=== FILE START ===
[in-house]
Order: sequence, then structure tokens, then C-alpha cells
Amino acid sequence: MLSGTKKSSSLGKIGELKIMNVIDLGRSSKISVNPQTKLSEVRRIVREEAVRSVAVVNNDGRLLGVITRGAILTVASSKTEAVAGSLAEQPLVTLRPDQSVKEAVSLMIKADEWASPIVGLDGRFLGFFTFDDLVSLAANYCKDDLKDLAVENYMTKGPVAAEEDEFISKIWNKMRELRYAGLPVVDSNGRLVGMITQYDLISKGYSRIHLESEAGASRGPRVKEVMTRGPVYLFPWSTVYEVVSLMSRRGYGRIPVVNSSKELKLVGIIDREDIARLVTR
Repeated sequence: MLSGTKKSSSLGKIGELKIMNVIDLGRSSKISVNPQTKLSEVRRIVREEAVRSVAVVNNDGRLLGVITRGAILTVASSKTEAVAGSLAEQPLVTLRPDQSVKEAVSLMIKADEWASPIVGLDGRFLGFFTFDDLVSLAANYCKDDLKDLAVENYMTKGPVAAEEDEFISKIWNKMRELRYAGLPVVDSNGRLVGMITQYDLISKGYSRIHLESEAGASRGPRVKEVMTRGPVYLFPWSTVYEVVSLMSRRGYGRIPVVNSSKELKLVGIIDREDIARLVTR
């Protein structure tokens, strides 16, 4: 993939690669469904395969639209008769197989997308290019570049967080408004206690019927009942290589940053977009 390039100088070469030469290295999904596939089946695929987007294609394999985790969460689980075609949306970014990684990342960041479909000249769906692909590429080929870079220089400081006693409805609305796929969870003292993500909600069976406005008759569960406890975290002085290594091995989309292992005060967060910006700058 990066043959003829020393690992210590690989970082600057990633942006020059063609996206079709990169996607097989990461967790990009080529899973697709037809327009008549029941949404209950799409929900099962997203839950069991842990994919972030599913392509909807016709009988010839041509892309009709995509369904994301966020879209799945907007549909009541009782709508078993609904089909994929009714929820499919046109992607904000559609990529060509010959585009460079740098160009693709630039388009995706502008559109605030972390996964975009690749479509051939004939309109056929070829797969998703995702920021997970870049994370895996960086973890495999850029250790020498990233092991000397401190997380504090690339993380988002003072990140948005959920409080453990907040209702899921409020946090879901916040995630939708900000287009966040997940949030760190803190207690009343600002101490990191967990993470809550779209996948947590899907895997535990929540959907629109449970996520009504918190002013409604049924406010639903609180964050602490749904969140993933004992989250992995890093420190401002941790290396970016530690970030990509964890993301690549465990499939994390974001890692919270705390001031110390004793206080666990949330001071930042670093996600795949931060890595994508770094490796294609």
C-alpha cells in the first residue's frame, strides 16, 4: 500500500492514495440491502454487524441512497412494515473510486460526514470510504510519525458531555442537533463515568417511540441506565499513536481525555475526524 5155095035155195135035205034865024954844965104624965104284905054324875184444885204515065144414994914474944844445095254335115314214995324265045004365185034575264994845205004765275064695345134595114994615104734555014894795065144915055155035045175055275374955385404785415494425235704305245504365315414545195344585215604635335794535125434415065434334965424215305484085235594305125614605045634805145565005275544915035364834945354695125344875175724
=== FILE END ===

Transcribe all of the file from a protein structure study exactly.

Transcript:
[in-house]
Order: sequence, then structure tokens, then C-alpha cells
Amino acid sequence: MLSGTKKSSSLGKIGELKIMNVIDLGRSSKISVNPQTKLSEVRRIVREEAVRSVAVVNNDGRLLGVITRGAILTVASSKTEAVAGSLAEQPLVTLRPDQSVKEAVSLMIKADEWASPIVGLDGRFLGFFTFDDLVSLAANYCKDDLKDLAVENYMTKGPVAAEEDEFISKIWNKMRELRYAGLPVVDSNGRLVGMITQYDLISKGYSRIHLESEAGASRGPRVKEVMTRGPVYLFPWSTVYEVVSLMSRRGYGRIPVVNSSKELKLVGIIDREDIARLVTR
Repeated sequence: MLSGTKKSSSLGKIGELKIMNVIDLGRSSKISVNPQTKLSEVRRIVREEAVRSVAVVNNDGRLLGVITRGAILTVASSKTEAVAGSLAEQPLVTLRPDQSVKEAVSLMIKADEWASPIVGLDGRFLGFFTFDDLVSLAANYCKDDLKDLAVENYMTKGPVAAEEDEFISKIWNKMRELRYAGLPVVDSNGRLVGMITQYDLISKGYSRIHLESEAGASRGPRVKEVMTRGPVYLFPWSTVYEVVSLMSRRGYGRIPVVNSSKELKLVGIIDREDIARLVTR
């Protein structure tokens, strides 16, 4: 993939690669469904395969639209008769197989997308290019570049967080408004206690019927009942290589940053977009 390039100088070469030469290295999904596939089946695929987007294609394999985790969460689980075609949306970014990684990342960041479909000249769906692909590429080929870079220089400081006693409805609305796929969870003292993500909600069976406005008759569960406890975290002085290594091995989309292992005060967060910006700058 990066043959003829020393690992210590690989970082600057990633942006020059063609996206079709990169996607097989990461967790990009080529899973697709037809327009008549029941949404209950799409929900099962997203839950069991842990994919972030599913392509909807016709009988010839041509892309009709995509369904994301966020879209799945907007549909009541009782709508078993609904089909994929009714929820499919046109992607904000559609990529060509010959585009460079740098160009693709630039388009995706502008559109605030972390996964975009690749479509051939004939309109056929070829797969998703995702920021997970870049994370895996960086973890495999850029250790020498990233092991000397401190997380504090690339993380988002003072990140948005959920409080453990907040209702899921409020946090879901916040995630939708900000287009966040997940949030760190803190207690009343600002101490990191967990993470809550779209996948947590899907895997535990929540959907629109449970996520009504918190002013409604049924406010639903609180964050602490749904969140993933004992989250992995890093420190401002941790290396970016530690970030990509964890993301690549465990499939994390974001890692919270705390001031110390004793206080666990949330001071930042670093996600795949931060890595994508770094490796294609």
C-alpha cells in the first residue's frame, strides 16, 4: 500500500492514495440491502454487524441512497412494515473510486460526514470510504510519525458531555442537533463515568417511540441506565499513536481525555475526524 5155095035155195135035205034865024954844965104624965104284905054324875184444885204515065144414994914474944844445095254335115314214995324265045004365185034575264994845205004765275064695345134595114994615104734555014894795065144915055155035045175055275374955385404785415494425235704305245504365315414545195344585215604635335794535125434415065434334965424215305484085235594305125614605045634805145565005275544915035364834945354695125344875175724